I have heard this story many times: You or a family member has just been discharged from the hospital and a few weeks later the bills start arriving. Wanting to avoid any problems, you open the bill and simply pay it. Or, feeling overwhelmed and still healing, you set it aside and plan to deal with it later. Later becomes a month and the bills are piling up. So what should you do?
Making sure your bills are correct begins while you are in the hospital. Keep notes of everything done and everyone who sees you. Ask for a completely itemized statement and compare this to your notes.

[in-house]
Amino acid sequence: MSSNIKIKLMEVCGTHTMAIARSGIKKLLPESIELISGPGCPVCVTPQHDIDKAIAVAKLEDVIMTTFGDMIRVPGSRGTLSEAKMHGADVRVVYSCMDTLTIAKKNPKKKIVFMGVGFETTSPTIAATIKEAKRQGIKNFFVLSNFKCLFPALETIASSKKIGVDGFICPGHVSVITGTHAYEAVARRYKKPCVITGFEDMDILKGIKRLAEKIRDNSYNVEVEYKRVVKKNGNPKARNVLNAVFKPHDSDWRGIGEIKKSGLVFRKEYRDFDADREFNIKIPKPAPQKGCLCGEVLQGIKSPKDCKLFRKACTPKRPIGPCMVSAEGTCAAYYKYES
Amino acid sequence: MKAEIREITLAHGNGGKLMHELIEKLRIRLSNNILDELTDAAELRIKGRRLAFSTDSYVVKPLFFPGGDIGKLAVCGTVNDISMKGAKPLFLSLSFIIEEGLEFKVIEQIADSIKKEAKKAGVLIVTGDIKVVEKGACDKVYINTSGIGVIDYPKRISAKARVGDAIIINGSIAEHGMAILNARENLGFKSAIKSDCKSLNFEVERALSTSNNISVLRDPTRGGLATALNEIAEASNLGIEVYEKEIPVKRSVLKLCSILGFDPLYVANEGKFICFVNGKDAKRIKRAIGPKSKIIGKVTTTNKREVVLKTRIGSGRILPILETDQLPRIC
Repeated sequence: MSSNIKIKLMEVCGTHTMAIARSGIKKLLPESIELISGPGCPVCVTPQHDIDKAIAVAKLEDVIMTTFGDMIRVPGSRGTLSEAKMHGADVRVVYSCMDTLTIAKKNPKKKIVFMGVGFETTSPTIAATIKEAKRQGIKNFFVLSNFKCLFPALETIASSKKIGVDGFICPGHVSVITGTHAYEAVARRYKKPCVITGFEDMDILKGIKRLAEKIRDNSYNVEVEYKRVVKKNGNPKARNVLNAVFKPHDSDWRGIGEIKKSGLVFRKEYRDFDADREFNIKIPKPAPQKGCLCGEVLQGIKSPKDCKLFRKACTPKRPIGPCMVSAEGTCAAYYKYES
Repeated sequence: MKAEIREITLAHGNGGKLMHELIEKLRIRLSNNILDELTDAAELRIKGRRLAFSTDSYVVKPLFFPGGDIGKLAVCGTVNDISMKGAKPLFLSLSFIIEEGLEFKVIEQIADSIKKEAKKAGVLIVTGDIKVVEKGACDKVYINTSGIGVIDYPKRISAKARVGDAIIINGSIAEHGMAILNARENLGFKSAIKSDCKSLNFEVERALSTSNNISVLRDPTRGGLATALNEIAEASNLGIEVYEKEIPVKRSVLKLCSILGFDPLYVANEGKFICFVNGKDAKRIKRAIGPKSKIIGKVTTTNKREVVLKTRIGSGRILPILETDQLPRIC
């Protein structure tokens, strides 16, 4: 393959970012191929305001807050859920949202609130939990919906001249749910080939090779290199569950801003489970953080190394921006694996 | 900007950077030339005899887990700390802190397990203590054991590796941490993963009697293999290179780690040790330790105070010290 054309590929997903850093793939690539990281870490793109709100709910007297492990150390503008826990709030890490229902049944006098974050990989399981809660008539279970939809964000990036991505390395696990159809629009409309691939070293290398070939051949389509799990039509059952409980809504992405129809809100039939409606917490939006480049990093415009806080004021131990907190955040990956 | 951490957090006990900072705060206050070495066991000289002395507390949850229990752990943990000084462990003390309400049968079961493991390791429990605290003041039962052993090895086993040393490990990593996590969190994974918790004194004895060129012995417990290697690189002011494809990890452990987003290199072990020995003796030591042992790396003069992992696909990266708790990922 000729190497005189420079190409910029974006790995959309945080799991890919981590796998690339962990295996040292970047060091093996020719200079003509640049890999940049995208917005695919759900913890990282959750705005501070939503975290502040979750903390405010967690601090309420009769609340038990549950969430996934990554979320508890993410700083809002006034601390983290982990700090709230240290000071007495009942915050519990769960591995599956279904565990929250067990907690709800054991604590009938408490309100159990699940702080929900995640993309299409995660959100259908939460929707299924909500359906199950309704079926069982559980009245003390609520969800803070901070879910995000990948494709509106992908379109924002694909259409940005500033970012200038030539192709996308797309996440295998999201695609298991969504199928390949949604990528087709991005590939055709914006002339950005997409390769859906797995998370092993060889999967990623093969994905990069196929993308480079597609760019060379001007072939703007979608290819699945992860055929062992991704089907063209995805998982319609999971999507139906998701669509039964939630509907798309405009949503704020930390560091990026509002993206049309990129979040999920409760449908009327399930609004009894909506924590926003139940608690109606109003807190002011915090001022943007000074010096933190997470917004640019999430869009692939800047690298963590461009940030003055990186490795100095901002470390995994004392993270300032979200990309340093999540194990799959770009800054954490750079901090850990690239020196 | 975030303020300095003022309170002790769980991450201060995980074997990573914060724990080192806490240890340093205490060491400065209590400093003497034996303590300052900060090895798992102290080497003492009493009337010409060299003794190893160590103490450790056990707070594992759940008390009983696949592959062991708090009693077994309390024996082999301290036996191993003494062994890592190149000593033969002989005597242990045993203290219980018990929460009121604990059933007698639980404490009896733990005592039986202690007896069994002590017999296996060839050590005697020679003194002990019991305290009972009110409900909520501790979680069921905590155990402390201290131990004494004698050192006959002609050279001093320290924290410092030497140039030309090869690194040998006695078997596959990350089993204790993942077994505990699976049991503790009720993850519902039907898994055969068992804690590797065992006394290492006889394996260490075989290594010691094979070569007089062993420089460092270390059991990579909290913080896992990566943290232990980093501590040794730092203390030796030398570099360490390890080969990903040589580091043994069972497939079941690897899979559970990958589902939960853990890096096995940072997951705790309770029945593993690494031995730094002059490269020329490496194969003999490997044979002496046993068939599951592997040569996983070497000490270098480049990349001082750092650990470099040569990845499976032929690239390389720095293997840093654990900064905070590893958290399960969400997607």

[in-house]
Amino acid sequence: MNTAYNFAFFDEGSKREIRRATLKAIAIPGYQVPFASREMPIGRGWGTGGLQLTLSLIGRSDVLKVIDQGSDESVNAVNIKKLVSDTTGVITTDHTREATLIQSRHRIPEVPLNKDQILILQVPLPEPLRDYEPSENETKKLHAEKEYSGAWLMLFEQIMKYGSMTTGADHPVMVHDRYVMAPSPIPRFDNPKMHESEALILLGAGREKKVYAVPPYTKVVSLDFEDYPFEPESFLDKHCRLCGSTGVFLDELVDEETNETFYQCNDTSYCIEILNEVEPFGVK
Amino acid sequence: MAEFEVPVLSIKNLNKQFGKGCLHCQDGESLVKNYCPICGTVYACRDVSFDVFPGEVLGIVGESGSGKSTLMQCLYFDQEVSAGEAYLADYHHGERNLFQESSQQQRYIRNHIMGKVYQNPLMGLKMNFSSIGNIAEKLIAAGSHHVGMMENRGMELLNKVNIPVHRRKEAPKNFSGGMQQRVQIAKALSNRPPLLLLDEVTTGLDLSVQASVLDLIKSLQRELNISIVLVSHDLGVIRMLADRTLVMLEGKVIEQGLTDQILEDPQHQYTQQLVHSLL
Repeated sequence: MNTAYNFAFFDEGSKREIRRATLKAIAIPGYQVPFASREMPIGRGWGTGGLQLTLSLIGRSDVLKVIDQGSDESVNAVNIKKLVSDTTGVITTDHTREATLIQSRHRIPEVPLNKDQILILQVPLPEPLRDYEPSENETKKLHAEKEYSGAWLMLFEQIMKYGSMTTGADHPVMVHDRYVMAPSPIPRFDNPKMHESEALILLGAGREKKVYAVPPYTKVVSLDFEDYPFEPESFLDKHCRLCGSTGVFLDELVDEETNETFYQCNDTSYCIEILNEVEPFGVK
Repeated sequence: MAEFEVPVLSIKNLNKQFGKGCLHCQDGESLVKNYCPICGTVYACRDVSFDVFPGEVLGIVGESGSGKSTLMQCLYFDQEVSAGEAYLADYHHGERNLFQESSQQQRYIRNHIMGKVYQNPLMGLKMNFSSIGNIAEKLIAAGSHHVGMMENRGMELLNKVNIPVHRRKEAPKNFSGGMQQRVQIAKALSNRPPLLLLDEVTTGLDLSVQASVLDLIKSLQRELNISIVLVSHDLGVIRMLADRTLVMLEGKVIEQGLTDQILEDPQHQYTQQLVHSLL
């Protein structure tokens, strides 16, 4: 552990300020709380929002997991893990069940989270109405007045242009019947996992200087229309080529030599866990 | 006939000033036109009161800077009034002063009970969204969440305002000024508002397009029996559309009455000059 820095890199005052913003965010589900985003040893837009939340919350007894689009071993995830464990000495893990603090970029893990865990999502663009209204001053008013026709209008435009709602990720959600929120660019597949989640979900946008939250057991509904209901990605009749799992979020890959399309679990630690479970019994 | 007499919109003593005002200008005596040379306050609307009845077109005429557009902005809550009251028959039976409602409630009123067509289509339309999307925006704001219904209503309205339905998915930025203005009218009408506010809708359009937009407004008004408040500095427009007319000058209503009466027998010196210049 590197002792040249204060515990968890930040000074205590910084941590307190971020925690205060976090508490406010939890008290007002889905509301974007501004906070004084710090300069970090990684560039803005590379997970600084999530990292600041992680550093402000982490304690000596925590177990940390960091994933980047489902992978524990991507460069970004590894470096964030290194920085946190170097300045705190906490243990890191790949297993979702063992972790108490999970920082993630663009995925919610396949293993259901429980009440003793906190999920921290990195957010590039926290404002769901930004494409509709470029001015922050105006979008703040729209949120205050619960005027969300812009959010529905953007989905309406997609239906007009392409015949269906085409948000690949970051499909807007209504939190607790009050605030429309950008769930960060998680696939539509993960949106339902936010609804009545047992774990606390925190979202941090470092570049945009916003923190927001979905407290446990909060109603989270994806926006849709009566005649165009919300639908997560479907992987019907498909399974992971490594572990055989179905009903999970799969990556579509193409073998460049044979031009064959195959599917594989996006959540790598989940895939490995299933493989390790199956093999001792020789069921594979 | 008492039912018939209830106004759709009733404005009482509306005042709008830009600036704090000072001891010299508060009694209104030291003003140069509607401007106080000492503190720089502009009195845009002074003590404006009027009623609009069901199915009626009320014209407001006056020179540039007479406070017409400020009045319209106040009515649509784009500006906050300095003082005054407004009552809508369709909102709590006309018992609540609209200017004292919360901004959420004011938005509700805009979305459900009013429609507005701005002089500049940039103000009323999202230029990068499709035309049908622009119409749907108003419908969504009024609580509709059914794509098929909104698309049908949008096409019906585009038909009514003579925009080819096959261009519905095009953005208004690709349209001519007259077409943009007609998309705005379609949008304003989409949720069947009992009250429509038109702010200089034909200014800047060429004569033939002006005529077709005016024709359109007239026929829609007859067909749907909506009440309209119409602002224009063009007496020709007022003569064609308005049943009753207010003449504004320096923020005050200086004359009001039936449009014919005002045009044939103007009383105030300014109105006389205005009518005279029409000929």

And look for these: Duplicate charges, upcharges and bundled items
Beware of shampoo, soap, toothbrushes, kits, trays, toilet paper and light bulbs
Be sure the doctors have ordered it! You cannot be charged for something not ordered in writing by your doctor.
So, what are the chances your bills are incorrect? Pretty high. It is estimated that 80-90% of bills are incorrect. A typical hospital bill for a 3 day stay is created by between 250 and 300 people. It is easy to see how at least one person can make an error, even more than one.
And the importance of paying the bills has increased. Hospital and medical bills are being sent to collections faster than ever, many after 30 days. Medical bills account for 50% of all collections in the US. In 2010, 30 Million Americans were sent to collections over unpaid medical bills. Communications with the hospital is most important to prevent being sent to collections.
As always, ask your independent RN Patient Advocate for help when, or before you need it.